So I did. I asked in a way I had never done before. I began to seek, opening my scriptures not to check something off of my Christian checklist, but to find answers, to find hope, and to find my Savior.

The following month I engulfed myself in Christ’s words. I studied His life. I read the New Testament. I watched beautiful Bible videos about His life and read talks by the leaders of my church who I believed knew Christ and knew how to implement His power in their lives.

It wasn’t easy at first, but the more I read, the more I wanted to. As I did, Christ literally became alive in my life. Stories that I had read while growing up started to become real. They weren’t these unseen, incomprehensible miracles, but they became tangible lessons that started having meaning in my life today.

When 5,000 people needed to be fed and the only food available was a meager five loaves of bread and two fish, the Lord didn’t say it wasn’t enough. He didn’t look away or condemn. No! He took what they had and used His power to make it enough to feed thousands.

When those at the wedding feast wanted wine and there was none, Christ didn’t judge or ask who had planned so poorly. He told them to fill the stone jugs with what they had, which was water, and then to trust Him. And He turned the water into wine, and not just wine, but the finest wine they had had all night.

He made shortcomings not just adequate, or enough, but more than enough.

As I studied Jesus’s life, I realized this was the continuous theme in His entire ministry: taking the weakest things of this earth and using His power to transform them into something miraculous.

Christ never asked us to give more than we have to give. Rather He asks, pleads, and invites us to learn of Him, come to Him, trust Him, and let Him make us more than we are.

That brings me back to one of Satan’s greatest lies—the perfect lie.

Did Christ say, “Be ye perfect, even as I am?” Yes, He did. But He never said we needed to be perfect today, tomorrow, or even in this life, and He definitely never said we needed to be perfect all by ourselves, without Christ.

You see, Satan’s perfect lie takes one simple truth, “Be ye perfect, even as I am,” and twists it until we’re convinced that we need to live a life trying to be equal to Christ.

Satans Equation

Satan tells us we must be more, do more, have more. But on our own, could anything we put next to ourselves ever equal Christ? No!

And here’s where Satan gets even more tricky. Once he has dialed us into this math equation of me plus more equals Christlike, he takes Christ out of the equation completely. He gets us to believe in and chase equations like:

 

 

 

 

And before you know it, often without even realizing it, these alternative equations suck the life out of us and suffocate the Savior out of our lives.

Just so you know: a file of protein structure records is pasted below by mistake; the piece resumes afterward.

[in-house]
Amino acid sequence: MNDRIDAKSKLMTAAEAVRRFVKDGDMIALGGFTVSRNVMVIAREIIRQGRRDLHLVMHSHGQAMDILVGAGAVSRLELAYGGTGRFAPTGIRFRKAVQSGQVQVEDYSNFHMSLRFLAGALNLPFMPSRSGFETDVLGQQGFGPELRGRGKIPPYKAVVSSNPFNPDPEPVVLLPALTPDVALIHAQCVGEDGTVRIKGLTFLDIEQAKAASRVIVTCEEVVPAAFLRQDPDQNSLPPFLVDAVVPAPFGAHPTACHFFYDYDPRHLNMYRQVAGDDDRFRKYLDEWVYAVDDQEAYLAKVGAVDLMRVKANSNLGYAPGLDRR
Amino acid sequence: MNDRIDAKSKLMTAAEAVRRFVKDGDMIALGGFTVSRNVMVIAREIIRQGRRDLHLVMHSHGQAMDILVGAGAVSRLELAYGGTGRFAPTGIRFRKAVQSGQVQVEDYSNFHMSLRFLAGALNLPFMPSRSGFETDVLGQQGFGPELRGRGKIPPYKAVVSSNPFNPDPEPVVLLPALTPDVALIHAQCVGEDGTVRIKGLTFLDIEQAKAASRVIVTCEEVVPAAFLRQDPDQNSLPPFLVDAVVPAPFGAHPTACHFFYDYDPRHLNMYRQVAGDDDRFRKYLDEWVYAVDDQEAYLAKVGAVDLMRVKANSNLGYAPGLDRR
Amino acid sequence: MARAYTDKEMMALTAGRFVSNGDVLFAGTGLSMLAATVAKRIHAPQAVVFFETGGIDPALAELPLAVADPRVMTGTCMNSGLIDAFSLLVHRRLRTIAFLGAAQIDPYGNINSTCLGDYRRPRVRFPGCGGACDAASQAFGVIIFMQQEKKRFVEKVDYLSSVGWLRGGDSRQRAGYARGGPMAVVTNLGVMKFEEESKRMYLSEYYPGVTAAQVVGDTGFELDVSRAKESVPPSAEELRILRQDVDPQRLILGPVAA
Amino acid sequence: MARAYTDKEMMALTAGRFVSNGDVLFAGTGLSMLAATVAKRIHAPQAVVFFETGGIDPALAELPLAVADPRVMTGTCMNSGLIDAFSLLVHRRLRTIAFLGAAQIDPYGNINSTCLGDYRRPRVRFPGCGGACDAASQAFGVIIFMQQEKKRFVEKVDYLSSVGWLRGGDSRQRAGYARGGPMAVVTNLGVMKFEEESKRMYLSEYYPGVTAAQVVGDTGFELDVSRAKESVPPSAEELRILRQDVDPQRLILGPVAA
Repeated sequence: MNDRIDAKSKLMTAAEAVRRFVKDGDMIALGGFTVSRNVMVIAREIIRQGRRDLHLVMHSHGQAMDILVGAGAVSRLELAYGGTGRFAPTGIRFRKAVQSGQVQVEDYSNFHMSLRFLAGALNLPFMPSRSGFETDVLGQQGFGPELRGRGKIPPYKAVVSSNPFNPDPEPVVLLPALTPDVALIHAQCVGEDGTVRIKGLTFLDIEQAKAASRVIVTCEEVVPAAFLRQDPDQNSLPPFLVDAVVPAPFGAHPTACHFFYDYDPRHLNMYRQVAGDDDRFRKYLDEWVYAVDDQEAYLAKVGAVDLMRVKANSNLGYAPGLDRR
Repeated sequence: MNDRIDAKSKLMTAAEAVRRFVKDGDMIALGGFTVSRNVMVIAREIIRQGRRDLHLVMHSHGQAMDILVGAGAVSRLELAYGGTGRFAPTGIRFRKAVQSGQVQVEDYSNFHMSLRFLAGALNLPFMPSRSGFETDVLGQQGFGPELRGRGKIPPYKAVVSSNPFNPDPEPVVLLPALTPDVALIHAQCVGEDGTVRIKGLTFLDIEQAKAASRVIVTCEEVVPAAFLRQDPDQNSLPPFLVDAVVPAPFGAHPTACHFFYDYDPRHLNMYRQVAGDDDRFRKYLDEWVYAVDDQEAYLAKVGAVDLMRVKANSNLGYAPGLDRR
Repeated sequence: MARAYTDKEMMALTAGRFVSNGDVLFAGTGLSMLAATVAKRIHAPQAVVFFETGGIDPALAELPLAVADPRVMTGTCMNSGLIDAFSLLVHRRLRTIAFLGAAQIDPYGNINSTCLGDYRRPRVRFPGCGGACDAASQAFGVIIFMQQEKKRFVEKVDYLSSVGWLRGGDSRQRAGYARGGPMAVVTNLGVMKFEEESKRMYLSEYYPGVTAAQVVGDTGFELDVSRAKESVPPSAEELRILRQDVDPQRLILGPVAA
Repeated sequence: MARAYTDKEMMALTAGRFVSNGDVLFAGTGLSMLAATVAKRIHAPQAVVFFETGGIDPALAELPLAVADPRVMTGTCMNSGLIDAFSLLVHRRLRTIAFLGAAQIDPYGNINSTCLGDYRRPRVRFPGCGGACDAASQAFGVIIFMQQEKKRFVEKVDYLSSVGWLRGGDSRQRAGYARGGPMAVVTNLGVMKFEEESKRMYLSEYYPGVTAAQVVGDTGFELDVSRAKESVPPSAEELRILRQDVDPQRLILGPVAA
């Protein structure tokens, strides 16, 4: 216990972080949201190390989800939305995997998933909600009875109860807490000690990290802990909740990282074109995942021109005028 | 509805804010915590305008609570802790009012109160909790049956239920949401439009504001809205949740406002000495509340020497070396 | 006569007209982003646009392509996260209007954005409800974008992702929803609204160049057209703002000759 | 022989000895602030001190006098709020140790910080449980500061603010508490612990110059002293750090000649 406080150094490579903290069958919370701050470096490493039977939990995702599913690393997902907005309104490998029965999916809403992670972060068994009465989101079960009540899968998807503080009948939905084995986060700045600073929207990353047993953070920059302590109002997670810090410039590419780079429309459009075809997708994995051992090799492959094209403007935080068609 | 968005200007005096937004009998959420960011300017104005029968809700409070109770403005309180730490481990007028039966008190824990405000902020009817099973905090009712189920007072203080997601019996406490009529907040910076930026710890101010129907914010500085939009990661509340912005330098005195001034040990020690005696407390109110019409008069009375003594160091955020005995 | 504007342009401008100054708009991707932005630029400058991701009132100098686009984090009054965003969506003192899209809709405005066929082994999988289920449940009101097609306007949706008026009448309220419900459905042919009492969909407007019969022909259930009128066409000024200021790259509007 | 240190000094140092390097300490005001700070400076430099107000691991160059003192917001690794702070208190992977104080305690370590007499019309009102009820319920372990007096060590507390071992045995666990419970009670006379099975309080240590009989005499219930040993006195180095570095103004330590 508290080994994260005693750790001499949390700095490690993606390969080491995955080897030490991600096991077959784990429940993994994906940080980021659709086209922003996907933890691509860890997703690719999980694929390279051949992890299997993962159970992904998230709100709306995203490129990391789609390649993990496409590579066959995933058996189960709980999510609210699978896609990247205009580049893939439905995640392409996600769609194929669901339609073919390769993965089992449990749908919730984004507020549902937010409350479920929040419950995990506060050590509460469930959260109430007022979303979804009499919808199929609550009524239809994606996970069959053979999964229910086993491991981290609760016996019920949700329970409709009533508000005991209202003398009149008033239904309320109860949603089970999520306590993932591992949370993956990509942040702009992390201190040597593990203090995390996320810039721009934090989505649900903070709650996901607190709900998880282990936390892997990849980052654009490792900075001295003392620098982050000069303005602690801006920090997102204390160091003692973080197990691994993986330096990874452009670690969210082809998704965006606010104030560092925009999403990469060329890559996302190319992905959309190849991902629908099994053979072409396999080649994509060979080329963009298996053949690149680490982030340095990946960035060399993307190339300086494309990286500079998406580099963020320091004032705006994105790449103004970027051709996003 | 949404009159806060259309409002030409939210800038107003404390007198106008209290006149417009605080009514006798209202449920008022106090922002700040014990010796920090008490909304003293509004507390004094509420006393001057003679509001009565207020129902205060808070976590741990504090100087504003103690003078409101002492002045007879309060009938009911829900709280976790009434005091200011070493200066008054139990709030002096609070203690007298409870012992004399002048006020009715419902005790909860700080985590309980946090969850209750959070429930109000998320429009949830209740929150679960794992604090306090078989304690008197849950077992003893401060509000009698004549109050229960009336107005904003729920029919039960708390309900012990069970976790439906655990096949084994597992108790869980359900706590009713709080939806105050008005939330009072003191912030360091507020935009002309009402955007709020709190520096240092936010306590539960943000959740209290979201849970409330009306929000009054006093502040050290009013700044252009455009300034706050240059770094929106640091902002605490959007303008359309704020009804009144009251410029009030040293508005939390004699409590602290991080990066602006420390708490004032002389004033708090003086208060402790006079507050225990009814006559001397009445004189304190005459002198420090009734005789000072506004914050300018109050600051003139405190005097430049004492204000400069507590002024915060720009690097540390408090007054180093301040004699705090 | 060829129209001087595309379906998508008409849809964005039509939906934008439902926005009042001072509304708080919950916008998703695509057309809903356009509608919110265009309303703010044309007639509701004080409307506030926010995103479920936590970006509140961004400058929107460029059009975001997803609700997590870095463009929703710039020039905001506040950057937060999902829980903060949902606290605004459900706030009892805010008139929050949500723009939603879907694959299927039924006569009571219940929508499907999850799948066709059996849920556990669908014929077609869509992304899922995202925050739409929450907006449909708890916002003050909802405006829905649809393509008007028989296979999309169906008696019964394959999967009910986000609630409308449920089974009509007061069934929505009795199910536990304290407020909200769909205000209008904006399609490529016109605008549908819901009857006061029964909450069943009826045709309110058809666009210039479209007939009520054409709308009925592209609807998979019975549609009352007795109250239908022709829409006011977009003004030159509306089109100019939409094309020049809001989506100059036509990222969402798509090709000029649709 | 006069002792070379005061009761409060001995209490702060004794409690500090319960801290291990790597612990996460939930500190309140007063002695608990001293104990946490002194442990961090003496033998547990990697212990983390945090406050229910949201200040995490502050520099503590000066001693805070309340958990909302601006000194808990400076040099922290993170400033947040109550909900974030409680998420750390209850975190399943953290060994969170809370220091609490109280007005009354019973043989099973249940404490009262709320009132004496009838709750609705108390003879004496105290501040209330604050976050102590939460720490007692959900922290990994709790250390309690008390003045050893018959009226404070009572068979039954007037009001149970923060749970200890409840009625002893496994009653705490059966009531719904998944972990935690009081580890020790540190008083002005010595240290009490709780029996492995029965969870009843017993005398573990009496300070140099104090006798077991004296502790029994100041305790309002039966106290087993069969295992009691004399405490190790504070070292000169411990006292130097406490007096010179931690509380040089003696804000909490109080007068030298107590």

The perfect lie had me believing that it was up to me to change. That if I could just work a little harder, do a little more, be a little more disciplined, do more, be more—that somehow I would eventually get there. That if I could just try harder I would be better.

But this is false! This is the lie!

Nowhere in the scriptures does Christ say that our efforts are inadequate. Never does He say, “If you don’t work hard enough, you’ll never be enough.”

No. His truth and His invitation is “Come unto me, for my grace is sufficient.”

Christ’s truth, I discovered, is more like this equation:

 

 

 

 

When we put Christ in His proper place, when we come to Him and get to know Him, there is nothing that He can’t equal us to. With Christ, we can be kinder. With Christ, we will feel loved. With Christ, we will always have a friend. With Christ, we will be happy.

For with Christ we are enough. We are powerful. We are more.

My life of striving for perfection wasn’t about what Christ could make me; it was about what I thought I needed to be in order to be enough. It was about glorying in being busy while worshipping checklists. There was no room for error, no room for flaw, not enough time, not enough talent, and never any grace.

When God let my life crumble, it wasn’t because He didn’t love me. He let my life crumble because He wanted me back. He wanted to teach me. He wanted to change me.

Fifteen years ago I made a list of what I thought my life would look like. Fifteen years later, my life looks nothing like that list. I’m still broken. I still have health challenges. And some days my life feels like a real mess.

But now, instead of chasing perfection, I’m chasing Jesus. And I’ve never been happier.

Learn more about Tiffany’s journey of faith and hope on Mormon Channel.


Tiffany Webster is a writer, blogger, and graphic designer who believes in finding joy, embracing the imperfect, and wearing yoga pants. She lives in southern Utah with the man who give her wings to fly and their one perfect son who makes her world go round.